To design a Proximal Tibial Model using the tibial component, the cancellous and the cortical bones; and assembling these three parts together.
Additionally, to construct a new bone and tibia assembly and run Finite Element Analysis (FEA) on the model using Pro Mechanica to determine the Maximum Principal Stress and the von- Mises Stress exerted by the model.
1. Effective kinematics restoration
2. Long term performance
3. Long term fixation
4. Installation with minimal damage to collateral structures
A total knee replacement is a surgical procedure whereby the diseased knee joint is replaced with artificial material.
The thigh bone (or femur) abuts the large bone of the lower leg (tibia) at the knee joint. During a total knee replacement, the end of the femur bone is removed and replaced with a metal shell.
The end of the lower leg bone (tibia) is also removed and replaced with a channeled plastic piece with a metal stem.
Depending on the condition of the kneecap portion of the knee joint, a plastic "button" may also be added under the kneecap surface.
Tibial tray and stem
High performance Cortical and Cancellous bone designs to fit the tibia
A/P and M/L curvatures match normal knee
Deep flexion ROM
Excellent range of tibia sizing options
FEA analysis on the proximal tibial model
Stress analysis and Results
The sizes applied to the tibial model are shown on the left. These are pretty standard and are observed in many commercial tibial systems.
These were referenced from the knee brochure from www.endotec.com
The cancellous and cortical bone Pro/E Designs were provided by Dr. Makris (BME Department, NJIT).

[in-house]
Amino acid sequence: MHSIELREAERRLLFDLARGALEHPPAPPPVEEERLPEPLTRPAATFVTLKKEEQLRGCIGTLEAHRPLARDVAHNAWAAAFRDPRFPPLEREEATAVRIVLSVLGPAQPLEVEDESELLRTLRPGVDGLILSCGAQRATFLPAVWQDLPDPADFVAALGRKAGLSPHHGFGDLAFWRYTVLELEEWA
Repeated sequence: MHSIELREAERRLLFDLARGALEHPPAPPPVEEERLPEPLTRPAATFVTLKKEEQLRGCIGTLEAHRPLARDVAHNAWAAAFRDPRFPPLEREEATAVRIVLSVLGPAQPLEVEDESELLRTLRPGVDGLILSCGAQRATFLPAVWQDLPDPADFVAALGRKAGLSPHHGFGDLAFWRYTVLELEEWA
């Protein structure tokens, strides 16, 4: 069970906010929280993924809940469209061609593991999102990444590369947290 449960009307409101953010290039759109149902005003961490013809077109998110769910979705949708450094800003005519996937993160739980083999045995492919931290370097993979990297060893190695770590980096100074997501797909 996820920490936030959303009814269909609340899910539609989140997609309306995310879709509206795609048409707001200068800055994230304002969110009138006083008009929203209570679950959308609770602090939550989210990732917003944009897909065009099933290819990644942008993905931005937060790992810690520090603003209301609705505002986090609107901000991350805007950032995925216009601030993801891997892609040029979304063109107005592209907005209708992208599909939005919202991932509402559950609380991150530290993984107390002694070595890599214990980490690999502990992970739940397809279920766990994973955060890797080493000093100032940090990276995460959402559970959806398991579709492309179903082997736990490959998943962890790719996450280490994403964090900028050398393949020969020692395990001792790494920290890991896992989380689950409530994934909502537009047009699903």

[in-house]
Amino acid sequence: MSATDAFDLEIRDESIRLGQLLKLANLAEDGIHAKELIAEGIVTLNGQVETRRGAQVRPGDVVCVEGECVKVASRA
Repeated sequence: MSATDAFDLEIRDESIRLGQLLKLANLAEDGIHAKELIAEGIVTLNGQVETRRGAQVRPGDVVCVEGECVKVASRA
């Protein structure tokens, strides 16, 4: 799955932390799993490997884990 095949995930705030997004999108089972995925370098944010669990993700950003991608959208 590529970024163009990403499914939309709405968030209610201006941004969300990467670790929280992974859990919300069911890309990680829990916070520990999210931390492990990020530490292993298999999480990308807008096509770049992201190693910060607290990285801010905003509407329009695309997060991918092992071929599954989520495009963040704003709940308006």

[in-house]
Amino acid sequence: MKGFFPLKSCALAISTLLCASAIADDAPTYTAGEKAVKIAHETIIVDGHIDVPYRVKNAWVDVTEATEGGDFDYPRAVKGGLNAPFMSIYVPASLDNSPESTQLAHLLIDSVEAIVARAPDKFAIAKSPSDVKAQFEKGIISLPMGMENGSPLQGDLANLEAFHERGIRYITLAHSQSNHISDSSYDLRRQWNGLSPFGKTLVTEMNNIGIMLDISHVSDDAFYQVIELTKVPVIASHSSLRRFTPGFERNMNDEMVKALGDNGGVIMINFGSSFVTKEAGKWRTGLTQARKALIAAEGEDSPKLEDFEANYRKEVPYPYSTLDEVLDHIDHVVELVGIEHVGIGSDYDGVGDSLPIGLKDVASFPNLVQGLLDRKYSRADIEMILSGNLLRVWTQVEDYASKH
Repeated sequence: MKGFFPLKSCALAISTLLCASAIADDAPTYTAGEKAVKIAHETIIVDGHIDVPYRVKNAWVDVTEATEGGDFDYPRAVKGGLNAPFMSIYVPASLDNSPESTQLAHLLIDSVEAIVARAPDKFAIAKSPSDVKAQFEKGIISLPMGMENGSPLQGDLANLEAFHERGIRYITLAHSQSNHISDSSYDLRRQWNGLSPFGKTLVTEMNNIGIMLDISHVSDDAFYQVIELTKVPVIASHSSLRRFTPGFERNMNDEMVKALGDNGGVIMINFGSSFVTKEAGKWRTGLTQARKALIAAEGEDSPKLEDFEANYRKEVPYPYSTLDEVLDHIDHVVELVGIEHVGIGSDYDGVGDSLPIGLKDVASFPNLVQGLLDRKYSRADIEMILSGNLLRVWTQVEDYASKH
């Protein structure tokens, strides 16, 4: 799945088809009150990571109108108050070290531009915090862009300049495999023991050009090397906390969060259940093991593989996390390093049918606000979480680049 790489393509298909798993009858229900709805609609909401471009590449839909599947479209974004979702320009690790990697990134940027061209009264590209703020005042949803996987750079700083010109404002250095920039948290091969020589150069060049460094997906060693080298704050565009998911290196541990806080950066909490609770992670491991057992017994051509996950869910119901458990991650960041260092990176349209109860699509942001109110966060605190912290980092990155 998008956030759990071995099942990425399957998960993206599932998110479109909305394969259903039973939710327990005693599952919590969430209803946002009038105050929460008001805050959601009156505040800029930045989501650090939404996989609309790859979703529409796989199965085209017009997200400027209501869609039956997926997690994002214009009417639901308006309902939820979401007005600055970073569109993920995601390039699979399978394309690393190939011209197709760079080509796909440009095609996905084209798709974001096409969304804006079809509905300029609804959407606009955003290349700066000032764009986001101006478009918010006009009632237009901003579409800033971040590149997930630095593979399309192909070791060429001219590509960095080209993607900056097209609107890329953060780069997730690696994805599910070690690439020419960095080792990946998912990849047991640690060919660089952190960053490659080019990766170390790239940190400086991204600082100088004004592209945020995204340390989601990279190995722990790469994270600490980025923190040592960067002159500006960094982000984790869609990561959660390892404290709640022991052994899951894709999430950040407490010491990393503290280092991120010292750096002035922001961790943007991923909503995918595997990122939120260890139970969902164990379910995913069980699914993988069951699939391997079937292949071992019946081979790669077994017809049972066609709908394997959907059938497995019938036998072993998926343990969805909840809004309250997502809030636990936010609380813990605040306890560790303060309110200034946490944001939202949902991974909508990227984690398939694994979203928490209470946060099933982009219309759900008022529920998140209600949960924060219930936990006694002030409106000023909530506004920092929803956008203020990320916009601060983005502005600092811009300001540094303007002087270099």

The designs were created by using a standard swept blend and sketch options in Pro/E.
The bones were then cutout using the cutout feature.
Both the bones were assembled together using the assembly creation in Pro/E.
01/28/10 Swept Blend
Here is the exploded view of the Proximal tibial assembly.
In Pro/E, the view can be saved in the View Manager>explode> new.
This view is called Explode1.
In the Applications section in Pro/E; click on Mechanica to run FEA
In Z-direction, apply a load of 100N on the top surface of the tibial component
Apply displacement constraint at the bottom of the bone
Assign the required materials and properties to the tibia and the bone
Run new static analysis for the results
01/28/10 Force = 100 N applied on the top surface of the tibia Displacement constraint at the bottom surface of the bone
Material used: TiAlly
Young’s Modulus = 117.2 GPa
Poisson’s Ratio = 0.33
Material properties used: Cancellous Bone
Young’s Modulus = 10.4 GPa
Poisson’s Ratio = 0.20
01/28/10 Components Von- Mises Stress (lbm/ (in sec 2 )) Maximum Principal Stress (lbm/ (in sec 2 )) Bone+ Tibia 3.318 e 2 1.084 e 2 Bone 8.887 e 1 3.142 e 1 Tibia 3.318 e 2 1.084 e 2
Tibial tray and stem constructed using the 10-32 thread
Cortical and Cancellous bone designs to fit the tibia
A/P and M/L curvatures would match the normal knee
Excellent range of tibia sizing options: SIZE 1 used (reference: www.endotec.com)
FEA analysis on the proximal tibial model completed
Stress analysis and Results obtained
Results show that the von-Mises stress and the Maximum Principal Stress are highest on the top surface of the tibia and the bottom curvature. This is understandable since the load is applied on the tibial surface. Also, the cutout on the bone shows a high stress due to the force applied on the tibia
The scope and design goals of the project are achieved. A Proximal tibial model with a tibial component, a cortical and a cancellous bone assembled together were used as a model to run the FEA.
The results of the FEA showed higher stress on the top surface of the tibial tray and the bottom curvature of the tibial stem as suspected